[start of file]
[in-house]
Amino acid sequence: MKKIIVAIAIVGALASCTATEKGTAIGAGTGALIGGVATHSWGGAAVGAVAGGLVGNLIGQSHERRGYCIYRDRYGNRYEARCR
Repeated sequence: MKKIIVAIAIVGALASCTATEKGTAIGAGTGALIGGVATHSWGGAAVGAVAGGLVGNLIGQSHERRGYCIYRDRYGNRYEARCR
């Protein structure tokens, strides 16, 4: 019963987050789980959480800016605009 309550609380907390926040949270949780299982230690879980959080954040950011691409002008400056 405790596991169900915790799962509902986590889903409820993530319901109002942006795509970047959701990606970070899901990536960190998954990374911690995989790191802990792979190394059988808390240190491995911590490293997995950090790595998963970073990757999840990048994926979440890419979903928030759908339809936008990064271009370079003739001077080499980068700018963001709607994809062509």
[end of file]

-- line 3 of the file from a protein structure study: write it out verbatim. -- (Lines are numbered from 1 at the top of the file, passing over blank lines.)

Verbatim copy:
Repeated sequence: MKKIIVAIAIVGALASCTATEKGTAIGAGTGALIGGVATHSWGGAAVGAVAGGLVGNLIGQSHERRGYCIYRDRYGNRYEARCR